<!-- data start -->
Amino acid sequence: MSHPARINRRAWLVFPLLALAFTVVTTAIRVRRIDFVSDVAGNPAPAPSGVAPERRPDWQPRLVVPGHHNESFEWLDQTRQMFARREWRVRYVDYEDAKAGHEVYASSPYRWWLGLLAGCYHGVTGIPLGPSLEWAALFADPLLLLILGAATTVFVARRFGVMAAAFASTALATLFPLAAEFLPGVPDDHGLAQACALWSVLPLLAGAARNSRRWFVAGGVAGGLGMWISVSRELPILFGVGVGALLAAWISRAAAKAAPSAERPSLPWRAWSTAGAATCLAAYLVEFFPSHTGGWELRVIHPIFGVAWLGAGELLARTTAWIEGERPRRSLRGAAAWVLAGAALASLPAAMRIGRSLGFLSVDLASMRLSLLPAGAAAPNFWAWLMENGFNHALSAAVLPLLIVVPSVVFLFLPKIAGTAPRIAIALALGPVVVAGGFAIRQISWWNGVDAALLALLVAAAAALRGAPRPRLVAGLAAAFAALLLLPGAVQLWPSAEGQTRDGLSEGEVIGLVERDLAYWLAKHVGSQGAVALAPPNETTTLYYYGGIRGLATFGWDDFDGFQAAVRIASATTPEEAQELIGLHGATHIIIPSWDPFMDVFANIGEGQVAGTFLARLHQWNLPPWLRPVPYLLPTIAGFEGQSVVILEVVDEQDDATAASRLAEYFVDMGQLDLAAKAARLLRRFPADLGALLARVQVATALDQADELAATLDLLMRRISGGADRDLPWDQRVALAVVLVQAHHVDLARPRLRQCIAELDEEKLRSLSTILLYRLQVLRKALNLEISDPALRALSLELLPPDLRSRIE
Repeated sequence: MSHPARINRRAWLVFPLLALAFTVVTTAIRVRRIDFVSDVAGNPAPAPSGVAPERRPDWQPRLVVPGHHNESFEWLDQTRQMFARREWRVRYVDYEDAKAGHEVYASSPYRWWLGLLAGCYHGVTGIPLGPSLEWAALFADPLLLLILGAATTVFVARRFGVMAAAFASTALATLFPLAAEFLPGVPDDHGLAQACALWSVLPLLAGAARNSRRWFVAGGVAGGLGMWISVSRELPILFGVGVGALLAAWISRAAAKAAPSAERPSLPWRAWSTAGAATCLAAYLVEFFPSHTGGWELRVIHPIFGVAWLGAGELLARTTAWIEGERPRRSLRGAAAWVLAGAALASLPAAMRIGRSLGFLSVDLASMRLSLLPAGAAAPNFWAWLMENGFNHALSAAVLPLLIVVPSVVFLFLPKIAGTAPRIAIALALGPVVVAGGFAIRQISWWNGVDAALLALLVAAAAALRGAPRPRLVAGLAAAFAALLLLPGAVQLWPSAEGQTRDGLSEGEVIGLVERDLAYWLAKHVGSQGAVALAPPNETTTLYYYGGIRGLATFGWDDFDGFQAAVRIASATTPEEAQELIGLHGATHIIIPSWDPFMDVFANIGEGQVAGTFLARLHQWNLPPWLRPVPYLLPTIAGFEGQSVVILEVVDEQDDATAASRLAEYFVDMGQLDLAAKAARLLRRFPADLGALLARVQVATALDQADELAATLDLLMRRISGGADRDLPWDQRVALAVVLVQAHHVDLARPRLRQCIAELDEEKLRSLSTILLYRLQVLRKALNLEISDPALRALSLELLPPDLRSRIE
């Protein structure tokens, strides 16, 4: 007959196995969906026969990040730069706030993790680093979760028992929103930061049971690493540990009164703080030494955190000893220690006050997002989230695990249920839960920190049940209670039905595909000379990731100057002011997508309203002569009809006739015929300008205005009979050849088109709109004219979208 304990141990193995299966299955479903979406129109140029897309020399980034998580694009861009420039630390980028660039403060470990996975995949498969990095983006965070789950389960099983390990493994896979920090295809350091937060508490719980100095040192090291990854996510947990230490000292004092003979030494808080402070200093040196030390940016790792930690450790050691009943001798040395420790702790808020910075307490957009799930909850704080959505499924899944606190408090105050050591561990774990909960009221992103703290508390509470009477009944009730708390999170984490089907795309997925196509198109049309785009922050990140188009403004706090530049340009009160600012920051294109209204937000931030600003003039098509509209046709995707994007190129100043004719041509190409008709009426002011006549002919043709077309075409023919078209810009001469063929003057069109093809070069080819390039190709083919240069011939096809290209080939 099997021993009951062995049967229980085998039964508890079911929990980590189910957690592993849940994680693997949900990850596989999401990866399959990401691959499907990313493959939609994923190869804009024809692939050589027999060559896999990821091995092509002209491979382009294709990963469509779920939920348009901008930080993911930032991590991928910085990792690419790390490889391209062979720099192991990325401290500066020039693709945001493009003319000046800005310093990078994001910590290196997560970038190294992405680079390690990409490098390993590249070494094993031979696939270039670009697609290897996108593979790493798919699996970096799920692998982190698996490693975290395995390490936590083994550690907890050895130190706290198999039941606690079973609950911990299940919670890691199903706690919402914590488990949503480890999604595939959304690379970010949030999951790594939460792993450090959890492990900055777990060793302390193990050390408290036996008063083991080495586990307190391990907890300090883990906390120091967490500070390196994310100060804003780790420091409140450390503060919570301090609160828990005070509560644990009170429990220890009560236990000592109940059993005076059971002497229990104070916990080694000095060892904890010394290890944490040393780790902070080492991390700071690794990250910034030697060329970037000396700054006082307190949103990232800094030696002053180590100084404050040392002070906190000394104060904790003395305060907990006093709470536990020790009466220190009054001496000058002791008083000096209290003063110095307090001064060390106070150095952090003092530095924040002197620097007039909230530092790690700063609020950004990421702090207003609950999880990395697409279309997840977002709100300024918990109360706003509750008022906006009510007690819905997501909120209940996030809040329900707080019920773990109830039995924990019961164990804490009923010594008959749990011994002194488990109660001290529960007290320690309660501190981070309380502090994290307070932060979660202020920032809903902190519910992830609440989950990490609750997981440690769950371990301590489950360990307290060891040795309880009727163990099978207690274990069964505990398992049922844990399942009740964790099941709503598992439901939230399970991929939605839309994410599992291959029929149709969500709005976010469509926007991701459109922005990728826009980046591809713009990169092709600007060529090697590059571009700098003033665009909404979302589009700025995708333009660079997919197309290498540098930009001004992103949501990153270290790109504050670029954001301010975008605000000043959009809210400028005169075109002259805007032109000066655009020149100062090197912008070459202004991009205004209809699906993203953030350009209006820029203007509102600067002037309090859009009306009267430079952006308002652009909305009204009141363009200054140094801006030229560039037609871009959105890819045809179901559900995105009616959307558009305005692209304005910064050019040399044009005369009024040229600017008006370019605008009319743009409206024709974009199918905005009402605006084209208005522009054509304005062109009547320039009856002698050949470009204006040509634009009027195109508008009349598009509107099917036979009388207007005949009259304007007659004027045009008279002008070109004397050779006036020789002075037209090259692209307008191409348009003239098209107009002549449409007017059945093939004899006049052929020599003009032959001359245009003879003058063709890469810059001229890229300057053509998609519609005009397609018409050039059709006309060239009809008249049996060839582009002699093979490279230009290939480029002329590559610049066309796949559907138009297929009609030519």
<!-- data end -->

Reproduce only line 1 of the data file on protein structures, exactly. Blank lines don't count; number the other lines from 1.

Amino acid sequence: MSHPARINRRAWLVFPLLALAFTVVTTAIRVRRIDFVSDVAGNPAPAPSGVAPERRPDWQPRLVVPGHHNESFEWLDQTRQMFARREWRVRYVDYEDAKAGHEVYASSPYRWWLGLLAGCYHGVTGIPLGPSLEWAALFADPLLLLILGAATTVFVARRFGVMAAAFASTALATLFPLAAEFLPGVPDDHGLAQACALWSVLPLLAGAARNSRRWFVAGGVAGGLGMWISVSRELPILFGVGVGALLAAWISRAAAKAAPSAERPSLPWRAWSTAGAATCLAAYLVEFFPSHTGGWELRVIHPIFGVAWLGAGELLARTTAWIEGERPRRSLRGAAAWVLAGAALASLPAAMRIGRSLGFLSVDLASMRLSLLPAGAAAPNFWAWLMENGFNHALSAAVLPLLIVVPSVVFLFLPKIAGTAPRIAIALALGPVVVAGGFAIRQISWWNGVDAALLALLVAAAAALRGAPRPRLVAGLAAAFAALLLLPGAVQLWPSAEGQTRDGLSEGEVIGLVERDLAYWLAKHVGSQGAVALAPPNETTTLYYYGGIRGLATFGWDDFDGFQAAVRIASATTPEEAQELIGLHGATHIIIPSWDPFMDVFANIGEGQVAGTFLARLHQWNLPPWLRPVPYLLPTIAGFEGQSVVILEVVDEQDDATAASRLAEYFVDMGQLDLAAKAARLLRRFPADLGALLARVQVATALDQADELAATLDLLMRRISGGADRDLPWDQRVALAVVLVQAHHVDLARPRLRQCIAELDEEKLRSLSTILLYRLQVLRKALNLEISDPALRALSLELLPPDLRSRIE